Tuesday, November 20, 2007

Making Memories

From James Grippando

You Want to Make a Memory?

In case you don’t recognize it, that’s the title of Bon Jovi’s latest hit song, The Grippandos were watching American Idol as a family when it debuted on national television. My wife is younger than I am, and Bon Jovi is straight from her era (I’m somewhere between The Who and U2). My daughter is only eleven, but she digs Bon Jovi too, and that song is on her iPod.

I have a couple of things to say about this Bon Jovi resurgence. One, while watching the major league baseball playoffs this autumn, I was surprised to see that John Bon Jovi looks as goofy as I do in a Yankee's cap. Two, I have to confess that the Bon Jovi song has been in my head over the past few days, triggered mostly by all our preparations for our family trip to NYC. Because all romantic and sexual innuendo aside, that’s exactly what we’re doing . . . making memories.

Neither my wife nor I are New Yorkers, but this marks our fifth consecutive Thanksgiving in NewYork City. We go each year with another family, whose last name is Strump, but if you say it real fast it sounds like Trump, which doesn’t hurt for dinner reservations. We do all kinds of fun things, but mostly what I love about this trip is that we are making some really great memories for our kids.

My first trip to New York City wasn’t until I was in college. Back then, New York was on the verge of bankruptcy and wasn’t exactly the safest city. I have to say that I was intimidated. Now, I love it that my two older kids (11 and 9) act like the own the most amazing city in the world. They know the difference between long blocks and short blocks. They hale cabs. They have their favorite rock to climb in central park, and they’ve named the polar bears in the Central Park Zoo. They can point out the relative advantages and disadvantages of skating at Woman Rink versus Rockefeller Center, they know exactly where the American Girl store is, and they know how to get there from the NBA Store.

Thanksgiving in New York takes some practice to perfect. Our first year, I have to admit, was not so good. We watched the parade from a terrace about 30 stores above Broadway. It was cold and windy, and my wife’s a good sport, but I could tell that she wished we were back in Miami complaining about how hot it always is on Thanksgiving Day. That first year, we also did Thanksgiving dinner at the Plaza, which was mediocre. Now however, we have it nailed. I won’t bore you with every little detail, but if you’ve ever thought about doing New York and the Macy’s Parade, here are four “Thanksgiving in New York” tips that might make your trip a little more special.

First, where do you watch the parade from? We’ve tried various places, but the last three years we’ve done breakfast at Jean George at Columbus circle. I think it’s perfect. It’s at ground level, and the restaurant has two-story walls of glass that face Central Park West. If it’s bad weather, you can stay inside, drink hot chocolate, and see everything from your table. If you want to go outside, you can stand on the sidewalk by the heaters, and the only people who can stand out there with you are guests at the hotel or customers of the restaurant. In other words, unlike the W in Time Square or other places we’ve tried, you can actually see the parade without standing on someone else’s shoulders.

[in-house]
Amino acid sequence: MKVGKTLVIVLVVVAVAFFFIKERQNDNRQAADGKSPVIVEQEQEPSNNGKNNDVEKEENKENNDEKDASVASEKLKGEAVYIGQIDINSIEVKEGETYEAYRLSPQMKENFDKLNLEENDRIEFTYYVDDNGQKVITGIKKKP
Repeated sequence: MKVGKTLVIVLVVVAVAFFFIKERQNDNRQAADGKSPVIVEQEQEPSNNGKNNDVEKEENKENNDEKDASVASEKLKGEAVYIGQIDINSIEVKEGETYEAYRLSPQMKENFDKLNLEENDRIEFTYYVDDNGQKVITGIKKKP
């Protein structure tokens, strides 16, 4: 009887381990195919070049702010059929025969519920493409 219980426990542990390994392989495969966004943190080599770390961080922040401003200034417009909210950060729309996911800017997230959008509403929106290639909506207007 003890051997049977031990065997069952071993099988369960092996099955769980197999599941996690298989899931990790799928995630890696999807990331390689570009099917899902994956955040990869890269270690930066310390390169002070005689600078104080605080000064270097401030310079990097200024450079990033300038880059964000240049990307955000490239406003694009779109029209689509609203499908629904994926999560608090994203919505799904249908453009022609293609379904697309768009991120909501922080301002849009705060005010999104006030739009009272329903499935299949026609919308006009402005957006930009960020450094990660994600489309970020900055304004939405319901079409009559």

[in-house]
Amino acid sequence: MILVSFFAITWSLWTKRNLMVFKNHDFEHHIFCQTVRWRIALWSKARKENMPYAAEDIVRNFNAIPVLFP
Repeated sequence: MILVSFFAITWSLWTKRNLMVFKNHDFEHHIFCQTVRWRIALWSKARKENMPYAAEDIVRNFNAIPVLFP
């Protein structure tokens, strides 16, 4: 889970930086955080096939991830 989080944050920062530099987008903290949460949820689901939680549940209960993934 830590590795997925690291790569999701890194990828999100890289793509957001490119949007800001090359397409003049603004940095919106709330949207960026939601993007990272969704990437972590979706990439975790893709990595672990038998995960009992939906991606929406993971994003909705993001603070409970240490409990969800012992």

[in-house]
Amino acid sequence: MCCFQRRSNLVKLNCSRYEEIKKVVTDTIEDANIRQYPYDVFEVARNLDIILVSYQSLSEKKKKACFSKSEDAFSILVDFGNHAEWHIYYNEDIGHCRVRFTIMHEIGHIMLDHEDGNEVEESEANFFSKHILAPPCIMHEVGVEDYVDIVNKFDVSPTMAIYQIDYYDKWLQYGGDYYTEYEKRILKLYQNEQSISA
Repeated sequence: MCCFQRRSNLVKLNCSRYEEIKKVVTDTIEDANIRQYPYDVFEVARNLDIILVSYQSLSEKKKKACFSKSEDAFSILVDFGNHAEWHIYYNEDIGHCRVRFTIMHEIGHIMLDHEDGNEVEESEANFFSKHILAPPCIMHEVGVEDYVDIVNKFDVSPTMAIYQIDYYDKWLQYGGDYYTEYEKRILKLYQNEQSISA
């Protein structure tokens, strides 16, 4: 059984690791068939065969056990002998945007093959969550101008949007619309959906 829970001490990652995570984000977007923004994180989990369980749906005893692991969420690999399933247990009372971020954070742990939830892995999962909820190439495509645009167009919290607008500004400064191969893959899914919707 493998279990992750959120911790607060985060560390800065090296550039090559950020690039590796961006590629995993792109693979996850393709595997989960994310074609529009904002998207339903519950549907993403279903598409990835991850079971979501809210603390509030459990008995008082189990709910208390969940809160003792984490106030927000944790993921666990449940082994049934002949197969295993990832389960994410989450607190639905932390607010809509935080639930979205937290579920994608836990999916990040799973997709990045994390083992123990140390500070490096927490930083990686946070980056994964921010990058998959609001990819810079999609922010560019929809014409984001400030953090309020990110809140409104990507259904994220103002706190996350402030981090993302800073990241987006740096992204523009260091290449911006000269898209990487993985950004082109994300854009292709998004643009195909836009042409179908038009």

Thanksgiving Day can be tough and very boring for the kids, because many of the typical New York destinations are closed. We make this our day to skate at Rockefeller Center. No line. If you go the next day, be prepared to wait two or three hours.

Thanksgiving dinner in New York has become one of my favorite new family traditions. My pick is the King’s Carriage House. It’s a small restaurant (it was once an actual carriage house) that serves up traditional Thanksgiving fare by candlelight. It feels more like a New England Inn than the Upper East side.

This is a family trip for the most part, but we do one grown up dinner without kids. One of my personal favorites is Grammercy Tavern. Last time Tiffany and I went there I happily discovered that the general manager was once a lawyer at my old law firm—in fact, I was the hiring partner who gave him his job. It’s fun to see lawyers with the guts to move on to another career and do what they really love to do. Grammercy is now the #1 rated restaurant in New York, according to Zagat’s. Not to be missed, and there is something about the décor that feels very Thanksgiving to me. Try it.

So, here’s hoping you have a wonderful Thanksgiving. I know we will!

Paul will be back (a couple pounds heavier) with his regular slot next Tuesday.


  1. Great post, Jim. It was early December the first time I was in New York, which was only a few years ago. In addition to visiting friends, I did all the touristy things: tea at the Plaza, the Statue of Liberty, Bloomingdales. When you're from a warm climate, it's a treat to be in cold weather, especially for the holidays. Here's wishing you another wonderful T-giving.

  2. I think you may be getting snow for T-givng, which is the best.

    If so, make snow angels with your kids, but not in the middle of Fifth Avenue.

    Have a great time.